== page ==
On the southern shore, there was a deterioration of indicators for labour force participation, employment and unemployment. In Egypt, for example, women were more affected by the decline in labour force participation in the second quarter of 2020, as about 1.1 million women withdrew from the labour market. In Morocco, the female unemployment rate jumped by about 7.1% between the first and third quarters of 2020, compared to an overall rise of 2.2%. In Tunisia, the number of women in employment fell from 950,000 in the first quarter of 2020 to 892,000 in the second quarter, a decrease of 6.1%. In the countries of the southern shore (North Africa) as a whole, the volume of unemployment increased by 373,000 over one year.
In the East, after a downward trend during 2019, the unemployment rate for Turkish women increased from 13.3% in the second quarter to 15.9% in the third. In Jordan, the female unemployment rate was already high before the pandemic, and crossed the 30% mark in the second (33.6%) and third (32.6%) quarters of 2020.
Unemployment Rate Trends in the Mediterranean, 2019-2020
The Covid-19 crisis has also led to a rise in unemployment among youth (15–24-year-olds) in the Mediterranean region. In the majority of countries, the youth unemployment rate was already high before the crisis, exceeding 30% in Spain, Italy and Tunisia. Also, two-thirds of youth employment in the MENA region is considered informal; this percentage is about a quarter in Europe.
During the crisis, the unemployment rate of 15–24-year-olds jumped to about 40.4% in the third quarter of 2020 in Spain. It was 36% at its peak in Greece, 33.4% in Morocco and 31% in Italy. In volume, youth unemployment rose by 438,000 in the EU and 353,000 in the euro area over one year. It continues to be a major challenge in the MENA region with a proportion approaching 25%, almost half of which are women (40%).
Trends in Unemployment Rates for Youth (15–24-year-olds) in the Mediterranean, 2019-2020
Covid-19 has also had an impact on graduate unemployment rates. The increase was widespread, but particularly significant among countries on the southern shore of the Mediterranean where economies generate less skilled and decent jobs. Even before the advent of the pandemic, unemployment in North Africa displayed some asymmetry to the disadvantage of graduates. Indeed, the unemployment rate dispersion in countries such as Egypt, Morocco and/or Tunisia is relatively higher than that observed in lower-income countries, on average. This shows the degree of difficulties encountered by unemployed graduates in terms of labour market integration. A recovery not conducive to the creation of productive and decent employment would only restrict the transition opportunities available to unemployed graduates.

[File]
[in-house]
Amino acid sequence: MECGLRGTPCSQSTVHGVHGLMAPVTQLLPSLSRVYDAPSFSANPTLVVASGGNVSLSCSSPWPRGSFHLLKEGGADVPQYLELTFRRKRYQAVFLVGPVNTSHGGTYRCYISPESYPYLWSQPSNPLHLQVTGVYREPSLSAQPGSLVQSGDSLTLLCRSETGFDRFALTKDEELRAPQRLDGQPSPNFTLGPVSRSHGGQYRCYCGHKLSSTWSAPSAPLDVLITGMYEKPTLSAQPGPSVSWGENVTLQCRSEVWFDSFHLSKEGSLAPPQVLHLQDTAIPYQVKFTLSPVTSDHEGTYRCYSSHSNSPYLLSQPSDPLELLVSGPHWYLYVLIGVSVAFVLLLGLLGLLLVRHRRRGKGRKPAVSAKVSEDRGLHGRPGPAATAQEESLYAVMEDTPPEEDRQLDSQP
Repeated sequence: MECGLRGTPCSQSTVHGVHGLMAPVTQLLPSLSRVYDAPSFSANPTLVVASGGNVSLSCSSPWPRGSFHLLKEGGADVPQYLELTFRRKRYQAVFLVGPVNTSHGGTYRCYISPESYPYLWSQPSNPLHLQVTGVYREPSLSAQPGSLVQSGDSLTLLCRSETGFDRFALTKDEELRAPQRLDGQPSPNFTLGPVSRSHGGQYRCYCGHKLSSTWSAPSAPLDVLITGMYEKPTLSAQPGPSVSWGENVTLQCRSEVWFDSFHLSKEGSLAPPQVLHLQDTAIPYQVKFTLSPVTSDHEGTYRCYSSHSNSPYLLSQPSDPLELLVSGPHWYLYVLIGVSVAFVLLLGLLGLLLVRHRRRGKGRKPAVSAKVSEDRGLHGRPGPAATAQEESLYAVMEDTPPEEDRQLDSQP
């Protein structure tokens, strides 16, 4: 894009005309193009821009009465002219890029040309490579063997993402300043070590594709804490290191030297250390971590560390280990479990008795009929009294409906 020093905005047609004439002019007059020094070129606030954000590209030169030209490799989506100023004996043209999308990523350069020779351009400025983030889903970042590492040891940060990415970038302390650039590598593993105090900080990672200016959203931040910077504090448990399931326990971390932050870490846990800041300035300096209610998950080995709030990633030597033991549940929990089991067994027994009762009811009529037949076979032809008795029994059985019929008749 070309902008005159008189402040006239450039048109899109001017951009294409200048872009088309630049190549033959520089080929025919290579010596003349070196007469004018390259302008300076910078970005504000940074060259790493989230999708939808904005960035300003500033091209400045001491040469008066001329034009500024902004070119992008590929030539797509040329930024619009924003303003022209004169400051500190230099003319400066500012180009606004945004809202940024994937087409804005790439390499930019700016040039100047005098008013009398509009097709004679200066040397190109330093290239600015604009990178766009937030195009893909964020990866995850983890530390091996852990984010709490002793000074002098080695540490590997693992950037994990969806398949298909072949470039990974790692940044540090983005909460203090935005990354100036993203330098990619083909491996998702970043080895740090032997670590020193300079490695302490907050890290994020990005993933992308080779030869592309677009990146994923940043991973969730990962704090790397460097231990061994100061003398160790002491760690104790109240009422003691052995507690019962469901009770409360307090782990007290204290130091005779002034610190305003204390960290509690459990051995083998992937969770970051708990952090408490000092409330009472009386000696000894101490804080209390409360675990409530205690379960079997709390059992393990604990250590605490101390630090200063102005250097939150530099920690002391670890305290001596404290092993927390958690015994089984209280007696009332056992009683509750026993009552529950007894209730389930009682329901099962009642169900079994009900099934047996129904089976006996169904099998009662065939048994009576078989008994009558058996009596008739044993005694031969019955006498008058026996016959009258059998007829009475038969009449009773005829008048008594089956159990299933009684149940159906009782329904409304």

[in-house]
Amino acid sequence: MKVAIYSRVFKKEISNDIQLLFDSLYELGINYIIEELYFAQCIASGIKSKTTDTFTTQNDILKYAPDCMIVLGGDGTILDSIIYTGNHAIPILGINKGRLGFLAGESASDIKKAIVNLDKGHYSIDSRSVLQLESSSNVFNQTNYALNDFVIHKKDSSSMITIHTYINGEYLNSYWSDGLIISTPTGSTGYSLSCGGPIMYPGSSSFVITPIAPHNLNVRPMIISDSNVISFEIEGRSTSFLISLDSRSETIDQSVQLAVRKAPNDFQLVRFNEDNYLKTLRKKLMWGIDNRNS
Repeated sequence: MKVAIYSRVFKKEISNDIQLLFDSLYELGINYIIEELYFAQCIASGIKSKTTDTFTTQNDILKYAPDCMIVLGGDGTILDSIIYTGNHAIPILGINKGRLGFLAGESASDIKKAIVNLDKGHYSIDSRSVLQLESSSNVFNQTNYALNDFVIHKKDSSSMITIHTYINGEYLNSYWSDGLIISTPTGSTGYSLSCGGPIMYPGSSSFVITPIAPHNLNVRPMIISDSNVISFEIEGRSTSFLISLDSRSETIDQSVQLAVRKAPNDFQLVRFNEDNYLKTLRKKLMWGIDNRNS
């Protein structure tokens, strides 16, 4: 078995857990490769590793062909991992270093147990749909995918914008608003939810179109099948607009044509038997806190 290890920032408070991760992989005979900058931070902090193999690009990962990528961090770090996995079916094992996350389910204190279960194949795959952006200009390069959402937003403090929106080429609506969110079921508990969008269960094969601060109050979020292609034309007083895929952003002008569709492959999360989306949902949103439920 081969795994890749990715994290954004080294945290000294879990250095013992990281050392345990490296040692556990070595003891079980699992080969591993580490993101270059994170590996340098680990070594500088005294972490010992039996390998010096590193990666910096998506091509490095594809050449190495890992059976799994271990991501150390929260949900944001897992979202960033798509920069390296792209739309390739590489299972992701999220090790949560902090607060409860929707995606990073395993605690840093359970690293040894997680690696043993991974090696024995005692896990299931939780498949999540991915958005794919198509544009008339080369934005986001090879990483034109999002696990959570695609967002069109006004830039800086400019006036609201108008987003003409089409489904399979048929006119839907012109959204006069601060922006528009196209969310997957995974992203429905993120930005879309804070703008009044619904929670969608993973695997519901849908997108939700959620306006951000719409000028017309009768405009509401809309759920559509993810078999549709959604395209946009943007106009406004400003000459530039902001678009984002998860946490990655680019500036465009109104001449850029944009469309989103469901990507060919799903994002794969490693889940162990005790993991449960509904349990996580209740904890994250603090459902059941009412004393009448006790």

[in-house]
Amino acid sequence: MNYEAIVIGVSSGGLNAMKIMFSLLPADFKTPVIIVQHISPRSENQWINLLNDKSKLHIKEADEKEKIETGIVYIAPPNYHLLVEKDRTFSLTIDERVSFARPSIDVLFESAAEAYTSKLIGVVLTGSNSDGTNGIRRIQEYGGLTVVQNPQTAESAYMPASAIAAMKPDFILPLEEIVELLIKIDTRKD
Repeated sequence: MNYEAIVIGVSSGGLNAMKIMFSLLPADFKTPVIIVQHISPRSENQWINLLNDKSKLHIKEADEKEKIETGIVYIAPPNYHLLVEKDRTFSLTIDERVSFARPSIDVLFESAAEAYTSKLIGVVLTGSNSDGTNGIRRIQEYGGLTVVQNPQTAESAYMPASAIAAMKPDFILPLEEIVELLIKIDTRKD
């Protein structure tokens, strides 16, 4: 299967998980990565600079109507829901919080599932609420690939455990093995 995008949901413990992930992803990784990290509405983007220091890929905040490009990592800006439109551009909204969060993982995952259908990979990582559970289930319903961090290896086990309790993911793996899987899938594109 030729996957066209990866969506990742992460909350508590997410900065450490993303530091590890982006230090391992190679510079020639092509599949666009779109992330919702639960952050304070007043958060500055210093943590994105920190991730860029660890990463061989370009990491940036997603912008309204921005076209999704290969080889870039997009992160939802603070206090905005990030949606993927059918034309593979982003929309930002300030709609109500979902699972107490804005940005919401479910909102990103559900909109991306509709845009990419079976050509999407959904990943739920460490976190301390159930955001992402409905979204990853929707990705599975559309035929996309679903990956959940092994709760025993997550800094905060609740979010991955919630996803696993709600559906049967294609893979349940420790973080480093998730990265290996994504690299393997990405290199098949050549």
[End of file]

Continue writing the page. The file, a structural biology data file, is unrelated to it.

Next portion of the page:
Unemployment Rate Trends for Tertiary Graduates in the Mediterranean, 2019-2020
High unemployment, before and during the pandemic, was not the only concern of Mediterranean countries. The setbacks of the crisis are many, including the inequalities that are growing with the pandemic. Certainly, the impact of the crisis on inequalities is not the same from one coast to the other. Also, the degree of preparedness and comprehensiveness of socio-economic mitigation policies is different. Greece, Italy and Spain seem to be the least prepared in the northern Mediterranean.
In Europe, for example, automatic economic stabilizers and social protection are at an advanced stage of development, and already include a significant amount of population support measures. In addition, various measures have been taken during the pandemic, including a temporary instrument for recovery and resilience amounting to €750 billion to help repair the immediate economic and social damage caused by the Covid-19 pandemic.
In the Arab Mediterranean countries, the weight of informal and vulnerable employment is high, while automatic stabilizers such as social benefits and unemployment compensation are almost completely absent. Moreover, cash benefits for the informally unemployed have been limited to a few months and are well below the minimum wage. In Egypt, for example, benefits have been a one-off amount of approximately $34, while the minimum wage is about $138; in Morocco, benefits have ranged from $86 per month for three months, to approximately $217 per month, whereas the minimum wage is about $293. This has left people in the region extremely exposed to the impacts of the pandemic. The least prepared in the East-South Mediterranean according to the Policy Response Monitor for Covid-19 in the Mediterranean are: Egypt, Lebanon, Palestine and Tunisia.